Knockout of ERK1 MAP kinase enhances synaptic plasticity in the striatum and facilitates striatal-mediated learning and memory

Cristina Mazzucchelli, Chiara Vantaggiato, Alessandro Ciamei, Stefania Fasano, Pavel Pakhotin, Wojciech Krezel, Hans Welzl, David P. Wolfer, Gilles Pagès, Olga Valverde, Anne Marowsky, Annamaria Porrazzo, Paul C. Orban, Rafael Maldonado, Markus U. Ehrengruber, Vincenzo Cestari, Hans Peter Lipp, Paul F. Chapman, Jacques Pouysségur, Riccardo Brambilla

Research output: Contribution to journalArticlepeer-review

Abstract

Extracellular signal-regulated kinases (ERK1 and 2) are synaptic signaling components necessary for several forms of learning. In mice lacking ERK1, we observe a dramatic enhancement of striatum-dependent long-term memory, which correlates with a facilitation of long-term potentiation in the nucleus accumbens. At the cellular level, we find that ablation of ERK1 results in a stimulus-dependent increase of ERK2 signaling, likely due to its enhanced interaction with the upstream kinase MEK. Consistently, such activity change is responsible for the hypersensitivity of ERK1 mutant mice to the rewarding properties of morphine. Our results reveal an unexpected complexity of ERK-dependent signaling in the brain and a critical regulatory role for ERK1 in the long-term adaptive changes underlying striatum-dependent behavioral plasticity and drug addiction.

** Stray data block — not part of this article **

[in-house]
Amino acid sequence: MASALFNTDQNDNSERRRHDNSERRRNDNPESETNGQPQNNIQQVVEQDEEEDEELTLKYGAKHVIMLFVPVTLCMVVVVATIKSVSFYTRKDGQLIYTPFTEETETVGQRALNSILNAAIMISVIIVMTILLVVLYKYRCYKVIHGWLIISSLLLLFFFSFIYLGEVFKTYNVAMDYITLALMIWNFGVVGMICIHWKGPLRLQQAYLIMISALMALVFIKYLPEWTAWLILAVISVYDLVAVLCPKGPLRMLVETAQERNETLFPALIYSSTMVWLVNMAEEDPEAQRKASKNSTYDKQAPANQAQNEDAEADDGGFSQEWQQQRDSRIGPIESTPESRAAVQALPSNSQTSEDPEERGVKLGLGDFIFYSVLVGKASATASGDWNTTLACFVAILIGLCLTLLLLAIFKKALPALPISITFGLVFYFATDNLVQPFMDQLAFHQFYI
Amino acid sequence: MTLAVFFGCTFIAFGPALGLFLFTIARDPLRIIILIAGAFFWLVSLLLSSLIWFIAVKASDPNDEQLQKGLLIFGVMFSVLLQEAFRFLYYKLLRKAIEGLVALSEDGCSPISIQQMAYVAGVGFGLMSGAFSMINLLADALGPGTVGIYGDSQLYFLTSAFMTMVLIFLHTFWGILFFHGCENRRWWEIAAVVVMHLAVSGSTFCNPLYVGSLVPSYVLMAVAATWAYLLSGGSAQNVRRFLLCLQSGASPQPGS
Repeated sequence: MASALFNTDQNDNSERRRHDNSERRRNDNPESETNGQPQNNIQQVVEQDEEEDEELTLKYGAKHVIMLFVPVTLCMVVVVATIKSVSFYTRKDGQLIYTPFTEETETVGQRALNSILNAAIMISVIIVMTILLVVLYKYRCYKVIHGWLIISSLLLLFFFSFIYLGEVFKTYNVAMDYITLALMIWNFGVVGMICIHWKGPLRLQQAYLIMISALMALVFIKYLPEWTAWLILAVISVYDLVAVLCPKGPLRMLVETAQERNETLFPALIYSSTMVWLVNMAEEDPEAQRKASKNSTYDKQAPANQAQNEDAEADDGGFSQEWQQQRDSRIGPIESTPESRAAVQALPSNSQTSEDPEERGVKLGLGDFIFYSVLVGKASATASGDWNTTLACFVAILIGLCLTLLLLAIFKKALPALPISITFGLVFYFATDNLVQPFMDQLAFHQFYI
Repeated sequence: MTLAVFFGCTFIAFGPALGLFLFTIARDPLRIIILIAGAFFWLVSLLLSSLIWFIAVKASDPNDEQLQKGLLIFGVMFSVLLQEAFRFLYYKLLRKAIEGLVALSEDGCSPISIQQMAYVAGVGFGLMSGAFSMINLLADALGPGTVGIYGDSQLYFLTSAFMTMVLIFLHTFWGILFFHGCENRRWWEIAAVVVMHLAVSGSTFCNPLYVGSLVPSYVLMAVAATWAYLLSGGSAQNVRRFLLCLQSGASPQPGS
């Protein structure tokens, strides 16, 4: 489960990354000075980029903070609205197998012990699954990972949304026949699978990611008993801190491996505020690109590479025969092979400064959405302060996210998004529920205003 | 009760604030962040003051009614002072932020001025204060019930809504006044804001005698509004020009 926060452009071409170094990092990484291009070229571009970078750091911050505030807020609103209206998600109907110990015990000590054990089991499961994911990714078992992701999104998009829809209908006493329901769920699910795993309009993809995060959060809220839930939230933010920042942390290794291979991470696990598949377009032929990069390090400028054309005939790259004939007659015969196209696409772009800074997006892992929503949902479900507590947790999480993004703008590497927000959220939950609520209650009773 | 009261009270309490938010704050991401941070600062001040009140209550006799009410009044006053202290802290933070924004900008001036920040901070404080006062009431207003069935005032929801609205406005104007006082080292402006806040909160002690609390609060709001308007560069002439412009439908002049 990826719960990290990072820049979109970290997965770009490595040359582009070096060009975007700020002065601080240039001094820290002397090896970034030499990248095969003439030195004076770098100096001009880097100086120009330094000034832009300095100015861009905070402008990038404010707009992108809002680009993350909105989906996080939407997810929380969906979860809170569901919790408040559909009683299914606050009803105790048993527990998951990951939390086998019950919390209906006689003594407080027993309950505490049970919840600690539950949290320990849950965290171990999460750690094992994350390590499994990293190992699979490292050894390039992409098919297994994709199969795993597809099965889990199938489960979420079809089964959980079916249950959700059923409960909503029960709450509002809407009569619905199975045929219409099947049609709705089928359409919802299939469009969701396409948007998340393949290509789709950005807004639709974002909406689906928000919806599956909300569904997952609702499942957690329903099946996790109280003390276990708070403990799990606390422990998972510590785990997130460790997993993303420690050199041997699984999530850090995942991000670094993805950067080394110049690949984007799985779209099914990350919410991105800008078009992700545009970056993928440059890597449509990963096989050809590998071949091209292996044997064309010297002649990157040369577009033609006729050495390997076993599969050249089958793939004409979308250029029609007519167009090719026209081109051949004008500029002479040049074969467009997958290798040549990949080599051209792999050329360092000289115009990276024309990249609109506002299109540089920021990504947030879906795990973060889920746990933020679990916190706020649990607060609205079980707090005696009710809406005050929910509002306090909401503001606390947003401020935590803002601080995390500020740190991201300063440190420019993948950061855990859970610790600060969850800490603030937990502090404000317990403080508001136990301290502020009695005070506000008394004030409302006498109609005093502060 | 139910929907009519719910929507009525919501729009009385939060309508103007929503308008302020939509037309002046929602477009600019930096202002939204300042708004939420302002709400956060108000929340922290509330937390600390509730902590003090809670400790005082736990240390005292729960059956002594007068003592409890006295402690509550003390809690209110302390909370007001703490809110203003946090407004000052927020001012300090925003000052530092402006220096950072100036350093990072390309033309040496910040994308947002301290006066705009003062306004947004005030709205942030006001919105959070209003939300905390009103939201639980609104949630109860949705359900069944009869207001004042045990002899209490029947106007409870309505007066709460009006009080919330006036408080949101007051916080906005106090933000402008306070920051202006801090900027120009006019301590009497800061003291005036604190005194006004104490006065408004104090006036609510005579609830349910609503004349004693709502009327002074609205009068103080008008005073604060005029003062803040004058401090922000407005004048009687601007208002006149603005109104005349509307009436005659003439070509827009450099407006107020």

Original languageEnglish
Pages (from-to)807-820
Number of pages14
JournalNeuron
Volume34
Issue number5
DOIs
Publication statusPublished - May 30 2002

ASJC Scopus subject areas

  • Neuroscience(all)

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